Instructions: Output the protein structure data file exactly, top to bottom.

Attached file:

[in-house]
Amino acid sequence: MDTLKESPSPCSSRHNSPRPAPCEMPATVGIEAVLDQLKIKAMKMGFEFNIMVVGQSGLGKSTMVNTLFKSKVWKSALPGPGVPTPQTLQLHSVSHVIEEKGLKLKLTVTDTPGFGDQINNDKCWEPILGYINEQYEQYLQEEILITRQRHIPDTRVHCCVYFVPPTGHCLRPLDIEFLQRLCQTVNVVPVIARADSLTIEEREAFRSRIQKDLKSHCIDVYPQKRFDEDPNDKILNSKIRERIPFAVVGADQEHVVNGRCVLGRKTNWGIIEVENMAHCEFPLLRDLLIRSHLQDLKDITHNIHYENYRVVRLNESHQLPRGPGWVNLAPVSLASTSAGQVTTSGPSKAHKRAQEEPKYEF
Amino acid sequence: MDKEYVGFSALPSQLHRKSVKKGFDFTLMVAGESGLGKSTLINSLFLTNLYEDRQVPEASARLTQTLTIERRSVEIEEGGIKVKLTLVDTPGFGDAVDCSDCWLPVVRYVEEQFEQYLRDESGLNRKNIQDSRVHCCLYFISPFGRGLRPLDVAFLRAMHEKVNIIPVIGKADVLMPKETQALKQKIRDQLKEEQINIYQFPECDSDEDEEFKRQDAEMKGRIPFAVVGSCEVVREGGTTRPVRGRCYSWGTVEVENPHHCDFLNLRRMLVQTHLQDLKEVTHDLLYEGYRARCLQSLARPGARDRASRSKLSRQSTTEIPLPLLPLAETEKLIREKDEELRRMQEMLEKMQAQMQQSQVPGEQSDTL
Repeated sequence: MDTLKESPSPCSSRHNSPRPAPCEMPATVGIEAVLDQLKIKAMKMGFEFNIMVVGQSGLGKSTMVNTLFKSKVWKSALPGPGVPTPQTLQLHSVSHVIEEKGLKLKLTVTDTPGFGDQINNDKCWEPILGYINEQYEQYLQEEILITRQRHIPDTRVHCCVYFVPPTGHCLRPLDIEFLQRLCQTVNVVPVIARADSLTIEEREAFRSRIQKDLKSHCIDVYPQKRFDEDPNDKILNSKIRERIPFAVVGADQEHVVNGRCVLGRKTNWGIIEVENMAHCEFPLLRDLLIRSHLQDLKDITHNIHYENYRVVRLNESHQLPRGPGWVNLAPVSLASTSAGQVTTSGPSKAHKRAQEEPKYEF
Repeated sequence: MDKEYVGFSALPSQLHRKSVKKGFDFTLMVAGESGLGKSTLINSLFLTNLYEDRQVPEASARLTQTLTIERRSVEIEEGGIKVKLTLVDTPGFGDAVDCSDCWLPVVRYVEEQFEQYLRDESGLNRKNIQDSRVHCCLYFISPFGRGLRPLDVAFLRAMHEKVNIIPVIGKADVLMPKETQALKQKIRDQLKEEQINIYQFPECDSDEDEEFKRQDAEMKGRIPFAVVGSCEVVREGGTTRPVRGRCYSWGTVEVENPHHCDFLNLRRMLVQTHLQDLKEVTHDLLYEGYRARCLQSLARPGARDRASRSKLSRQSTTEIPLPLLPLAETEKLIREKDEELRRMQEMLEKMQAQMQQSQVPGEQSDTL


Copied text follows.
[in-house]
Amino acid sequence: MDTLKESPSPCSSRHNSPRPAPCEMPATVGIEAVLDQLKIKAMKMGFEFNIMVVGQSGLGKSTMVNTLFKSKVWKSALPGPGVPTPQTLQLHSVSHVIEEKGLKLKLTVTDTPGFGDQINNDKCWEPILGYINEQYEQYLQEEILITRQRHIPDTRVHCCVYFVPPTGHCLRPLDIEFLQRLCQTVNVVPVIARADSLTIEEREAFRSRIQKDLKSHCIDVYPQKRFDEDPNDKILNSKIRERIPFAVVGADQEHVVNGRCVLGRKTNWGIIEVENMAHCEFPLLRDLLIRSHLQDLKDITHNIHYENYRVVRLNESHQLPRGPGWVNLAPVSLASTSAGQVTTSGPSKAHKRAQEEPKYEF
Amino acid sequence: MDKEYVGFSALPSQLHRKSVKKGFDFTLMVAGESGLGKSTLINSLFLTNLYEDRQVPEASARLTQTLTIERRSVEIEEGGIKVKLTLVDTPGFGDAVDCSDCWLPVVRYVEEQFEQYLRDESGLNRKNIQDSRVHCCLYFISPFGRGLRPLDVAFLRAMHEKVNIIPVIGKADVLMPKETQALKQKIRDQLKEEQINIYQFPECDSDEDEEFKRQDAEMKGRIPFAVVGSCEVVREGGTTRPVRGRCYSWGTVEVENPHHCDFLNLRRMLVQTHLQDLKEVTHDLLYEGYRARCLQSLARPGARDRASRSKLSRQSTTEIPLPLLPLAETEKLIREKDEELRRMQEMLEKMQAQMQQSQVPGEQSDTL
Repeated sequence: MDTLKESPSPCSSRHNSPRPAPCEMPATVGIEAVLDQLKIKAMKMGFEFNIMVVGQSGLGKSTMVNTLFKSKVWKSALPGPGVPTPQTLQLHSVSHVIEEKGLKLKLTVTDTPGFGDQINNDKCWEPILGYINEQYEQYLQEEILITRQRHIPDTRVHCCVYFVPPTGHCLRPLDIEFLQRLCQTVNVVPVIARADSLTIEEREAFRSRIQKDLKSHCIDVYPQKRFDEDPNDKILNSKIRERIPFAVVGADQEHVVNGRCVLGRKTNWGIIEVENMAHCEFPLLRDLLIRSHLQDLKDITHNIHYENYRVVRLNESHQLPRGPGWVNLAPVSLASTSAGQVTTSGPSKAHKRAQEEPKYEF
Repeated sequence: MDKEYVGFSALPSQLHRKSVKKGFDFTLMVAGESGLGKSTLINSLFLTNLYEDRQVPEASARLTQTLTIERRSVEIEEGGIKVKLTLVDTPGFGDAVDCSDCWLPVVRYVEEQFEQYLRDESGLNRKNIQDSRVHCCLYFISPFGRGLRPLDVAFLRAMHEKVNIIPVIGKADVLMPKETQALKQKIRDQLKEEQINIYQFPECDSDEDEEFKRQDAEMKGRIPFAVVGSCEVVREGGTTRPVRGRCYSWGTVEVENPHHCDFLNLRRMLVQTHLQDLKEVTHDLLYEGYRARCLQSLARPGARDRASRSKLSRQSTTEIPLPLLPLAETEKLIREKDEELRRMQEMLEKMQAQMQQSQVPGEQSDTL